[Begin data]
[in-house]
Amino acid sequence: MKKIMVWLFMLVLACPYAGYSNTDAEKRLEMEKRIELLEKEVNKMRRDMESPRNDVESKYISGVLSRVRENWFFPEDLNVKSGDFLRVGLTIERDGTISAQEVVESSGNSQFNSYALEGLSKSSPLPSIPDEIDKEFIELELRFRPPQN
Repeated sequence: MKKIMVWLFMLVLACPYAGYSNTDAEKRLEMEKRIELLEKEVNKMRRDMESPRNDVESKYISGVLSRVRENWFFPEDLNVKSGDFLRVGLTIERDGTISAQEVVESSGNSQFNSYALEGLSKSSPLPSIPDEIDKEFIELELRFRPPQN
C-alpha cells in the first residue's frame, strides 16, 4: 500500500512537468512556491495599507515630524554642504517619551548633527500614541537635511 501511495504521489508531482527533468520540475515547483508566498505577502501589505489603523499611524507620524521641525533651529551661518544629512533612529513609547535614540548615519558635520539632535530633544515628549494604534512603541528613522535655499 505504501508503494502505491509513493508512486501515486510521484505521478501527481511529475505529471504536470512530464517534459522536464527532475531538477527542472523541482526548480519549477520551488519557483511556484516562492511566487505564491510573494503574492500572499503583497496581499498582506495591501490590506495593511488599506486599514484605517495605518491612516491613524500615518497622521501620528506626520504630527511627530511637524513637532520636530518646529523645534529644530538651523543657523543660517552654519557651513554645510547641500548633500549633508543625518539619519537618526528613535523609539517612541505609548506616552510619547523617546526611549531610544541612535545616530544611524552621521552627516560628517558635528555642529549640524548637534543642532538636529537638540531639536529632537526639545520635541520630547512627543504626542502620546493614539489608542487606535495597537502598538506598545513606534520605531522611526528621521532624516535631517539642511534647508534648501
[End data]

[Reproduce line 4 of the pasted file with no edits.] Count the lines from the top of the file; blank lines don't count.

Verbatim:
C-alpha cells in the first residue's frame, strides 16, 4: 500500500512537468512556491495599507515630524554642504517619551548633527500614541537635511 501511495504521489508531482527533468520540475515547483508566498505577502501589505489603523499611524507620524521641525533651529551661518544629512533612529513609547535614540548615519558635520539632535530633544515628549494604534512603541528613522535655499 505504501508503494502505491509513493508512486501515486510521484505521478501527481511529475505529471504536470512530464517534459522536464527532475531538477527542472523541482526548480519549477520551488519557483511556484516562492511566487505564491510573494503574492500572499503583497496581499498582506495591501490590506495593511488599506486599514484605517495605518491612516491613524500615518497622521501620528506626520504630527511627530511637524513637532520636530518646529523645534529644530538651523543657523543660517552654519557651513554645510547641500548633500549633508543625518539619519537618526528613535523609539517612541505609548506616552510619547523617546526611549531610544541612535545616530544611524552621521552627516560628517558635528555642529549640524548637534543642532538636529537638540531639536529632537526639545520635541520630547512627543504626542502620546493614539489608542487606535495597537502598538506598545513606534520605531522611526528621521532624516535631517539642511534647508534648501